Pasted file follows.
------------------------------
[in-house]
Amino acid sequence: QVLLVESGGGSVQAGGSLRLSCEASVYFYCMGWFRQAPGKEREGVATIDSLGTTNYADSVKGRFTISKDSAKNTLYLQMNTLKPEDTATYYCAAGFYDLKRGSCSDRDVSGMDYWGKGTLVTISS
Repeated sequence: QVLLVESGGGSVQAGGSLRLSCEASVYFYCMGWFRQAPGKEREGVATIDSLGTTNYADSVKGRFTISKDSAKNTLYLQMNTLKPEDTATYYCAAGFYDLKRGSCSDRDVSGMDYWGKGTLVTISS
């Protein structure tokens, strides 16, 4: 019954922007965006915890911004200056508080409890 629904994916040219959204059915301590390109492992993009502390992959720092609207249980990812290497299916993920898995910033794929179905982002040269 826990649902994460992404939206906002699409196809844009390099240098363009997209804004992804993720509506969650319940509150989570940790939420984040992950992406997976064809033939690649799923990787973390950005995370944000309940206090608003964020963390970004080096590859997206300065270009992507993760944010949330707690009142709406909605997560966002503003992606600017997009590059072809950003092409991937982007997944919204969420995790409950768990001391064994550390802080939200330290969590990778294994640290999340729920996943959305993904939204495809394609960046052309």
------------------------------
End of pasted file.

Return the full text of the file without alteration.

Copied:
[in-house]
Amino acid sequence: QVLLVESGGGSVQAGGSLRLSCEASVYFYCMGWFRQAPGKEREGVATIDSLGTTNYADSVKGRFTISKDSAKNTLYLQMNTLKPEDTATYYCAAGFYDLKRGSCSDRDVSGMDYWGKGTLVTISS
Repeated sequence: QVLLVESGGGSVQAGGSLRLSCEASVYFYCMGWFRQAPGKEREGVATIDSLGTTNYADSVKGRFTISKDSAKNTLYLQMNTLKPEDTATYYCAAGFYDLKRGSCSDRDVSGMDYWGKGTLVTISS
């Protein structure tokens, strides 16, 4: 019954922007965006915890911004200056508080409890 629904994916040219959204059915301590390109492992993009502390992959720092609207249980990812290497299916993920898995910033794929179905982002040269 826990649902994460992404939206906002699409196809844009390099240098363009997209804004992804993720509506969650319940509150989570940790939420984040992950992406997976064809033939690649799923990787973390950005995370944000309940206090608003964020963390970004080096590859997206300065270009992507993760944010949330707690009142709406909605997560966002503003992606600017997009590059072809950003092409991937982007997944919204969420995790409950768990001391064994550390802080939200330290969590990778294994640290999340729920996943959305993904939204495809394609960046052309």